Guidelines for Developers¶
Open Data Hub is a collection of software, databases, and services coordinated and hosted by NOI techpark in Bolzano/Bozen, South Tyrol. Currently, Open Data Hub systems are related to mobility and tourism. In the future Open Data Hub might diversify into more fields.
Companies and developers contributing to Open Data Hub must follow the guidelines listed in the documents as close as possible.
The aim of the Open Data Hub Developer’s Guidelines (“The Guidelines”) is to simplify the hosting and maintenance of the software, databases, and services by the Open Data Hub developers and maintainers at NOI Techpark (“the Open Data Hub team”).
The Guidelines describe the conventions to which a developer must adhere, to be able to become an active Open Data Hub developer or to see his work being incorporated into the Open Data Hub. They are split in two parts:
Platform Guidelines explain the preferred programming languages, how to expose the data after you manipulated them, the use of third-party libraries or plugins, and so on.
Database Guidelines clarify how to design a database that shall become part of the Open Data Hub platform.
Platform Guidelines - Bignami Version¶
The Platform Guidelines contain the software and programming language requirements, coding conventions, and directions for development. This section contains only the most important points.
Please check the full version of this document at Platform Guidelines - Full Version if you want to know more details, if you have some doubt or if what you were looking for is not mentioned in this summary.
Programming Language is Java, in its latest or second to last version.
The source code must be documented according to the Javadoc style guide and tags.
Java components of Open Data Hub can be developed as libraries, standalone applications, or server applications running in Apache Tomcat.
The source code is built nightly; build configuration should be provided in either Ant or Maven (preferred), Makefile, or shell script.
Third party libraries can be used, provided they are established, FOSS-licenced, and do not overlap functionalities. This applies also to third party libraries used in application developed in other languages.
Node.js can be used to deploy headless or server applications.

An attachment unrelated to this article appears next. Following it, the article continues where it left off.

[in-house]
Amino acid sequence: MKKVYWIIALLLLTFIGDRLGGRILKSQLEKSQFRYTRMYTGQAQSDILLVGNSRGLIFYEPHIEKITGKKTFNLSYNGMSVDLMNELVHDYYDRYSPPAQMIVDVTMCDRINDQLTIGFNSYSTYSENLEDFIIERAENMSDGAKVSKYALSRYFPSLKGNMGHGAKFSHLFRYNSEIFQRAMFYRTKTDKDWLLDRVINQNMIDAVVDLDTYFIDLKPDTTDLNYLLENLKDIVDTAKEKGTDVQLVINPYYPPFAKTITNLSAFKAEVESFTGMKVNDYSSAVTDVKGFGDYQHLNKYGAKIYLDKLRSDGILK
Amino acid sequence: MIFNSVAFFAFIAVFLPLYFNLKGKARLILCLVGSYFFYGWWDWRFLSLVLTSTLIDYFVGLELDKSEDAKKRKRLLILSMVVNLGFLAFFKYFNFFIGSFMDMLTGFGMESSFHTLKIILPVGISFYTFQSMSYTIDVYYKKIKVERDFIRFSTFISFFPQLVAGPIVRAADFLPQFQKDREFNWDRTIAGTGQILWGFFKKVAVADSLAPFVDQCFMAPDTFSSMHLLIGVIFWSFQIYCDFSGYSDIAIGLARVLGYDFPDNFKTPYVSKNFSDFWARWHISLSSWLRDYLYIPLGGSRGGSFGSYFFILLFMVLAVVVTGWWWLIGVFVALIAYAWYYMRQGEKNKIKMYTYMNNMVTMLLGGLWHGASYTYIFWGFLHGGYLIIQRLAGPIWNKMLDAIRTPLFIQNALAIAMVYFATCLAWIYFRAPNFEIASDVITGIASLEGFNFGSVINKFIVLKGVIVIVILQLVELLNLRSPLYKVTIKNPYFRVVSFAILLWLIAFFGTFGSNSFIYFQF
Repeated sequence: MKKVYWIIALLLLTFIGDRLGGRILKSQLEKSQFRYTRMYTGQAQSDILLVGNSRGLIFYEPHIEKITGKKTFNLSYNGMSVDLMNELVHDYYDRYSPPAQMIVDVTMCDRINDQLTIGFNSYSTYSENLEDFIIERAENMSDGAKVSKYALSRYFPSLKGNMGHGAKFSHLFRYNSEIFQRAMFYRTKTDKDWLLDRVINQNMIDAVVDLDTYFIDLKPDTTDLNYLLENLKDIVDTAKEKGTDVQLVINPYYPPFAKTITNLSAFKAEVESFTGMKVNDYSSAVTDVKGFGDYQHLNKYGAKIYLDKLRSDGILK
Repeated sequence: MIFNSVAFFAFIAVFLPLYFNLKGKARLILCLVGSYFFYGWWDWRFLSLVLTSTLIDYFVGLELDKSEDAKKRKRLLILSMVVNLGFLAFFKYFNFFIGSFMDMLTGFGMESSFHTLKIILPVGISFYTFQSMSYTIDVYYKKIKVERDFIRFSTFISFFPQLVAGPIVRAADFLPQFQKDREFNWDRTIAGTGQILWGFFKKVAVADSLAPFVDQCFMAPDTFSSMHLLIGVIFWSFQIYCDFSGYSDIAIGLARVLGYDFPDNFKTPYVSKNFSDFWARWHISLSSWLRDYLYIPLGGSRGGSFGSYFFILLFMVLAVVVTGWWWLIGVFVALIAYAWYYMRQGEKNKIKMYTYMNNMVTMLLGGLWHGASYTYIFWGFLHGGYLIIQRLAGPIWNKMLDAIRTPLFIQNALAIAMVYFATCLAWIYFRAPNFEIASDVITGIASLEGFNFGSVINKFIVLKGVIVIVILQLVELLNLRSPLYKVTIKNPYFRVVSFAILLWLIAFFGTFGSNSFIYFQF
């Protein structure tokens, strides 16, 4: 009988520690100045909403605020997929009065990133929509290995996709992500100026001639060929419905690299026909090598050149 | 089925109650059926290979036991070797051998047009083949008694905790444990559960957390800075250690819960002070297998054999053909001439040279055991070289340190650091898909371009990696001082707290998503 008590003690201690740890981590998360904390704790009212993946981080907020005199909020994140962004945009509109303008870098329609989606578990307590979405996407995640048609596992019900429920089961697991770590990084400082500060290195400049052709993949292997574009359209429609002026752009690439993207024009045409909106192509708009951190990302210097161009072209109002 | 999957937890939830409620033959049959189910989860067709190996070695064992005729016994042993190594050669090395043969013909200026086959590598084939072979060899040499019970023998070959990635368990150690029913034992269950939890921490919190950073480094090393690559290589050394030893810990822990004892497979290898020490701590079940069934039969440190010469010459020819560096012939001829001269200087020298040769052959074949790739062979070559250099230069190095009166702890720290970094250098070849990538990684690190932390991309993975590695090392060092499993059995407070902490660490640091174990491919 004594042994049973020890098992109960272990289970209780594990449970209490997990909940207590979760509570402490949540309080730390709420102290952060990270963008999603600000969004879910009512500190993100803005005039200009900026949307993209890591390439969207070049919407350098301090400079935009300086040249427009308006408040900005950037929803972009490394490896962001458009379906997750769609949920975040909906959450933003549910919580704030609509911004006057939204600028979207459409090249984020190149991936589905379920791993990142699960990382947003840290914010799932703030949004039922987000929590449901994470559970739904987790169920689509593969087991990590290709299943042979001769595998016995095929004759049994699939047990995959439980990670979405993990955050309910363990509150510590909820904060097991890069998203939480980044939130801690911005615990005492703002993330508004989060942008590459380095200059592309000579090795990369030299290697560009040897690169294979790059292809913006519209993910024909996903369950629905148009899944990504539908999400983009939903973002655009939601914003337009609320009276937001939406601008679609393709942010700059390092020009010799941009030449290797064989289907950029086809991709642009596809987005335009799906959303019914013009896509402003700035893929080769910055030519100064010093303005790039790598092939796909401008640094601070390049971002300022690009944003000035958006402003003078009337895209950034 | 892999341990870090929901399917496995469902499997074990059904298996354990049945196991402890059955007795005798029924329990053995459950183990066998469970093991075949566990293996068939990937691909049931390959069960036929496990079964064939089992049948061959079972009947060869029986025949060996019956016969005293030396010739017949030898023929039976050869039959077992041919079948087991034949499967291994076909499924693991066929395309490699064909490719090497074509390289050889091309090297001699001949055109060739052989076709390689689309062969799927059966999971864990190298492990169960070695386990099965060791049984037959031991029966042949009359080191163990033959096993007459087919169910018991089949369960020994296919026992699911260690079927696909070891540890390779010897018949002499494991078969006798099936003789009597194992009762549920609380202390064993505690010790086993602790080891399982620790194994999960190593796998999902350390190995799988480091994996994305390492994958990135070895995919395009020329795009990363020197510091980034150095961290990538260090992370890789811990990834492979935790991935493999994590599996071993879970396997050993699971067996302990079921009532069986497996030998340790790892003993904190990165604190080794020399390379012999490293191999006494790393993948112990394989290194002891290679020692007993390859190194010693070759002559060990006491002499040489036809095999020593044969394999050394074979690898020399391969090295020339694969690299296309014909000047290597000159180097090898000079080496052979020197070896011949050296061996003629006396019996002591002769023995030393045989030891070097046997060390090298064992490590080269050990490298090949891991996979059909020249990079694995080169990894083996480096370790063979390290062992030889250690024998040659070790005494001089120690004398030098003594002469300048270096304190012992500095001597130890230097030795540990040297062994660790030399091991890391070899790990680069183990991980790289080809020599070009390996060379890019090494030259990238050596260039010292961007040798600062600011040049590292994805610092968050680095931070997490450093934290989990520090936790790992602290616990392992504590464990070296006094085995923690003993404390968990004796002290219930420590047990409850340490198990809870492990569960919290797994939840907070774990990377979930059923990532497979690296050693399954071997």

Web front ends use the latest HTML and CSS versions, must work on mobile devices (responsive design) and should implement some basic accessibility principle.
JSON must be used as exchange language, while XML is welcomed as well.
The latest or second to last version Apache Tomcat is used to run server application; only API/REST end points have direct access to the database server.
There’s no file system persistence, everything must be stored in the DB. JDBC data source and passwords should be stored in environmental variables.
Pay attention to RAM usage, applications will undergo load testing.
PostgreSQL RDBMS is used, but not in its recent release (expect to use 2-3 versions before the latest), PostGIS spatial extension is required as well.
Database Guidelines - Bignami Version¶
The Database Guidelines contain the database design and database programming principles along with software version requirements. This section contains only the most important points.
Please check the full version of this document at Database Guidelines - Full Version if you want to know more details, if you have some doubt or if what you were looking for is not mentioned in this summary.
The database can be designed with one of the Relational Model, Object-Relational Mapping (ORM), or Semi-structured Data methodologies.
A database designed with either methodology must be shipped with DDL - schema files containing the CREATE statements.
Each database must include a version table and indices on tables.
All (SQL) source code must be well-documented, with in-line comments and higher level documentation.
Use standard database features - Sequences, primary and foreign keys, constraints (unique, check, not null), default values, views, and so on and so forth.
Separate business logic from database design; avoid stored procedure as much as possible.
Small procedures and functions, if needed. must be written in PL/PgSQL.
Do not use foreign data wrappers.
Consider using declarative partitioning for large tables - and contact Open Data Hub team beforehand to discuss it.
UTF8character encoding and do not override it.
Default collation is
en_US, which works well for German and Italian as well.
Never use money type, but numeric.
Dates and time stamps must be store to avoid ambiguity. Never store them as text, but rather use their data types,
date(in UTC format) and
timestamp with timezone. Unix timestamp is accepted as well.
When using or manipulating JSON data always follow ISO_8601 standard.